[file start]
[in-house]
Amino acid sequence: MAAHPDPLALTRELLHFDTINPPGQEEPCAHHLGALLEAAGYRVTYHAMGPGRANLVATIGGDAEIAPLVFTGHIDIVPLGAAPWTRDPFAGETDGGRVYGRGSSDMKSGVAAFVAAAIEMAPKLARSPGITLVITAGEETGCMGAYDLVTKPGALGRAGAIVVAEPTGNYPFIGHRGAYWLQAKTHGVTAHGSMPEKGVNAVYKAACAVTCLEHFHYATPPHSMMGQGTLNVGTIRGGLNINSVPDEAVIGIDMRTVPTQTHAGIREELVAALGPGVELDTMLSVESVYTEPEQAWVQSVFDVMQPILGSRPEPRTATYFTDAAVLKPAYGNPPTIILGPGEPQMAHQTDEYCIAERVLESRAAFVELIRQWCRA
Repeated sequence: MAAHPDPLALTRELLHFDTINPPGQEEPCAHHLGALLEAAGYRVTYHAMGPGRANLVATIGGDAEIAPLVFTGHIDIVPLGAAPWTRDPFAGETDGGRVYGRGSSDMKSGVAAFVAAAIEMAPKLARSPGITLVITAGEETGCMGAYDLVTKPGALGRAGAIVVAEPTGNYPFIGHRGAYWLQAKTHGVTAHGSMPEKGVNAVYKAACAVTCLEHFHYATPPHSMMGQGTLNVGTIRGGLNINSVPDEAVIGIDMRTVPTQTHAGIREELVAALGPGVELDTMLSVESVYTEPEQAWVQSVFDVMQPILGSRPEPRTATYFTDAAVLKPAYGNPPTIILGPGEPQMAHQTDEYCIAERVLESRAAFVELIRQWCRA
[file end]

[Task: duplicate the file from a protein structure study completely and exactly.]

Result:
[in-house]
Amino acid sequence: MAAHPDPLALTRELLHFDTINPPGQEEPCAHHLGALLEAAGYRVTYHAMGPGRANLVATIGGDAEIAPLVFTGHIDIVPLGAAPWTRDPFAGETDGGRVYGRGSSDMKSGVAAFVAAAIEMAPKLARSPGITLVITAGEETGCMGAYDLVTKPGALGRAGAIVVAEPTGNYPFIGHRGAYWLQAKTHGVTAHGSMPEKGVNAVYKAACAVTCLEHFHYATPPHSMMGQGTLNVGTIRGGLNINSVPDEAVIGIDMRTVPTQTHAGIREELVAALGPGVELDTMLSVESVYTEPEQAWVQSVFDVMQPILGSRPEPRTATYFTDAAVLKPAYGNPPTIILGPGEPQMAHQTDEYCIAERVLESRAAFVELIRQWCRA
Repeated sequence: MAAHPDPLALTRELLHFDTINPPGQEEPCAHHLGALLEAAGYRVTYHAMGPGRANLVATIGGDAEIAPLVFTGHIDIVPLGAAPWTRDPFAGETDGGRVYGRGSSDMKSGVAAFVAAAIEMAPKLARSPGITLVITAGEETGCMGAYDLVTKPGALGRAGAIVVAEPTGNYPFIGHRGAYWLQAKTHGVTAHGSMPEKGVNAVYKAACAVTCLEHFHYATPPHSMMGQGTLNVGTIRGGLNINSVPDEAVIGIDMRTVPTQTHAGIREELVAALGPGVELDTMLSVESVYTEPEQAWVQSVFDVMQPILGSRPEPRTATYFTDAAVLKPAYGNPPTIILGPGEPQMAHQTDEYCIAERVLESRAAFVELIRQWCRA